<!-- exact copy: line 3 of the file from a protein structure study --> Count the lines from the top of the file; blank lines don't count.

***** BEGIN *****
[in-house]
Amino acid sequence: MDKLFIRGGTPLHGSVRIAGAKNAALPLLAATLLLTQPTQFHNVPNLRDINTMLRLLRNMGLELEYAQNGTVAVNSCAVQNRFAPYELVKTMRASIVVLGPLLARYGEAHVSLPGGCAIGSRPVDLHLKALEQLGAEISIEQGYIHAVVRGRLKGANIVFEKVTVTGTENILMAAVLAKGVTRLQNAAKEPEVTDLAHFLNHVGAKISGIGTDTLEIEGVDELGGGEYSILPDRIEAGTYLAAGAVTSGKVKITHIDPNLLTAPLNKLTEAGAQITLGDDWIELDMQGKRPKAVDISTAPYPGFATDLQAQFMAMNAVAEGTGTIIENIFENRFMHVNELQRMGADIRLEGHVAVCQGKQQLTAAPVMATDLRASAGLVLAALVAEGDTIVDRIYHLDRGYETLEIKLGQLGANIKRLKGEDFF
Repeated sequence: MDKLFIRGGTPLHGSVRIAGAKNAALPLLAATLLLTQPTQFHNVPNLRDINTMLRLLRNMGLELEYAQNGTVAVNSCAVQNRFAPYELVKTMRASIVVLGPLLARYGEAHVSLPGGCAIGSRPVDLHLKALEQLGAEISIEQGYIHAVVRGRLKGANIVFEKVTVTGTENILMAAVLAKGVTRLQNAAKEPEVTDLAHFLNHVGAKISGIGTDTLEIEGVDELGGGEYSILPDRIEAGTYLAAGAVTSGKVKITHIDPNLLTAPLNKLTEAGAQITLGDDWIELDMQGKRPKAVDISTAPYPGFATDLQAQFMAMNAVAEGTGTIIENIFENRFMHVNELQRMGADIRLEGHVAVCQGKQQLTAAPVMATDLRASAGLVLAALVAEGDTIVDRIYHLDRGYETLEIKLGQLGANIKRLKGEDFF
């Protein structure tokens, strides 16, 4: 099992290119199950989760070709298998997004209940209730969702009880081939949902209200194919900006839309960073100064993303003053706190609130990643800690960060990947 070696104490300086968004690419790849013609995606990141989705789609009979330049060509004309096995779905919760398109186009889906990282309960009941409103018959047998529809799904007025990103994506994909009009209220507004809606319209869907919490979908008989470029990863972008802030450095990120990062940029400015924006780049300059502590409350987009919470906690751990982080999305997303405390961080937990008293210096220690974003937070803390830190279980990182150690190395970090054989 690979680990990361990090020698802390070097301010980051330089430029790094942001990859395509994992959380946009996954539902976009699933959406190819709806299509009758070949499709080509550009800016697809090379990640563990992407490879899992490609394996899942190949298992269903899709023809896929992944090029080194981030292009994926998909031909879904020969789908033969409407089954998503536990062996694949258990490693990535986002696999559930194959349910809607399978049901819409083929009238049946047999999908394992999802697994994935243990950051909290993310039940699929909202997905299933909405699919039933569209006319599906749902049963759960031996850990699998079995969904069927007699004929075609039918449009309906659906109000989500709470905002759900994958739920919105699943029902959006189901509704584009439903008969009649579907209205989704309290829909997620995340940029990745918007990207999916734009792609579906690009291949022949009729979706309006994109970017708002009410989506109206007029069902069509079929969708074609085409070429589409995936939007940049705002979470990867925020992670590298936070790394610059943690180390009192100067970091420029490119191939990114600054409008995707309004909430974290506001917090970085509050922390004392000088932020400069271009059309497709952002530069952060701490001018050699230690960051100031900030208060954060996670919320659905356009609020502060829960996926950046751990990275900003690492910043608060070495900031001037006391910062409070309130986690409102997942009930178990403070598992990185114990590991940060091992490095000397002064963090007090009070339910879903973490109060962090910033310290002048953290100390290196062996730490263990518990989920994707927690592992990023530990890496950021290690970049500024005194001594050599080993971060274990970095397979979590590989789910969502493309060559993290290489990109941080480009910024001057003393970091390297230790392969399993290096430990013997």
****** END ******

Repeated sequence: MDKLFIRGGTPLHGSVRIAGAKNAALPLLAATLLLTQPTQFHNVPNLRDINTMLRLLRNMGLELEYAQNGTVAVNSCAVQNRFAPYELVKTMRASIVVLGPLLARYGEAHVSLPGGCAIGSRPVDLHLKALEQLGAEISIEQGYIHAVVRGRLKGANIVFEKVTVTGTENILMAAVLAKGVTRLQNAAKEPEVTDLAHFLNHVGAKISGIGTDTLEIEGVDELGGGEYSILPDRIEAGTYLAAGAVTSGKVKITHIDPNLLTAPLNKLTEAGAQITLGDDWIELDMQGKRPKAVDISTAPYPGFATDLQAQFMAMNAVAEGTGTIIENIFENRFMHVNELQRMGADIRLEGHVAVCQGKQQLTAAPVMATDLRASAGLVLAALVAEGDTIVDRIYHLDRGYETLEIKLGQLGANIKRLKGEDFF